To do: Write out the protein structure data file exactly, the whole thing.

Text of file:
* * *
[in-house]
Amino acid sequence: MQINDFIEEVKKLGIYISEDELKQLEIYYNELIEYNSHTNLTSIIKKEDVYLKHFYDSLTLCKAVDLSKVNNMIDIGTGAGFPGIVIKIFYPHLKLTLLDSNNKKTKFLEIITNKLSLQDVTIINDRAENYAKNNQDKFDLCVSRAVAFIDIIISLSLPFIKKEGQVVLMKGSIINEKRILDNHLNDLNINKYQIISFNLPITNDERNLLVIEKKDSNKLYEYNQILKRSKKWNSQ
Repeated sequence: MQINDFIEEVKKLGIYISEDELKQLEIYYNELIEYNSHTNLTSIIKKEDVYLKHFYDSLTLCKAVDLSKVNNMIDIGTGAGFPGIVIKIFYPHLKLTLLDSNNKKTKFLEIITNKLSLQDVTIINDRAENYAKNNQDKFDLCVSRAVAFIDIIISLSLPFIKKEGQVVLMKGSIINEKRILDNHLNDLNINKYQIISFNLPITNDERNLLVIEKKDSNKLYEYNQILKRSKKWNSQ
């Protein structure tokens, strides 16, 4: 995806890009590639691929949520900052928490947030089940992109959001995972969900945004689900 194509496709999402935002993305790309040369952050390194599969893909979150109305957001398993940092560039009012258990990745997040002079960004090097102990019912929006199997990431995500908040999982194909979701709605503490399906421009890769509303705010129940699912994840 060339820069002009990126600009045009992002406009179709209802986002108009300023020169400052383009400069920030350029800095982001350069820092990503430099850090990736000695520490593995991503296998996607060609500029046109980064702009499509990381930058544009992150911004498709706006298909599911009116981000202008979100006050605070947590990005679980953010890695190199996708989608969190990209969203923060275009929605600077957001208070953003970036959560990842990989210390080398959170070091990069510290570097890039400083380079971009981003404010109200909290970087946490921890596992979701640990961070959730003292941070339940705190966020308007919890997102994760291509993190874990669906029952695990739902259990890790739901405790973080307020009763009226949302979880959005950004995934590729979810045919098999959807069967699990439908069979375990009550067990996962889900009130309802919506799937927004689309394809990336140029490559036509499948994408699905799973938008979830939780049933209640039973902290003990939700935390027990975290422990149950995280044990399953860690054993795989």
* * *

[in-house]
Amino acid sequence: MQINDFIEEVKKLGIYISEDELKQLEIYYNELIEYNSHTNLTSIIKKEDVYLKHFYDSLTLCKAVDLSKVNNMIDIGTGAGFPGIVIKIFYPHLKLTLLDSNNKKTKFLEIITNKLSLQDVTIINDRAENYAKNNQDKFDLCVSRAVAFIDIIISLSLPFIKKEGQVVLMKGSIINEKRILDNHLNDLNINKYQIISFNLPITNDERNLLVIEKKDSNKLYEYNQILKRSKKWNSQ
Repeated sequence: MQINDFIEEVKKLGIYISEDELKQLEIYYNELIEYNSHTNLTSIIKKEDVYLKHFYDSLTLCKAVDLSKVNNMIDIGTGAGFPGIVIKIFYPHLKLTLLDSNNKKTKFLEIITNKLSLQDVTIINDRAENYAKNNQDKFDLCVSRAVAFIDIIISLSLPFIKKEGQVVLMKGSIINEKRILDNHLNDLNINKYQIISFNLPITNDERNLLVIEKKDSNKLYEYNQILKRSKKWNSQ
């Protein structure tokens, strides 16, 4: 995806890009590639691929949520900052928490947030089940992109959001995972969900945004689900 194509496709999402935002993305790309040369952050390194599969893909979150109305957001398993940092560039009012258990990745997040002079960004090097102990019912929006199997990431995500908040999982194909979701709605503490399906421009890769509303705010129940699912994840 060339820069002009990126600009045009992002406009179709209802986002108009300023020169400052383009400069920030350029800095982001350069820092990503430099850090990736000695520490593995991503296998996607060609500029046109980064702009499509990381930058544009992150911004498709706006298909599911009116981000202008979100006050605070947590990005679980953010890695190199996708989608969190990209969203923060275009929605600077957001208070953003970036959560990842990989210390080398959170070091990069510290570097890039400083380079971009981003404010109200909290970087946490921890596992979701640990961070959730003292941070339940705190966020308007919890997102994760291509993190874990669906029952695990739902259990890790739901405790973080307020009763009226949302979880959005950004995934590729979810045919098999959807069967699990439908069979375990009550067990996962889900009130309802919506799937927004689309394809990336140029490559036509499948994408699905799973938008979830939780049933209640039973902290003990939700935390027990975290422990149950995280044990399953860690054993795989």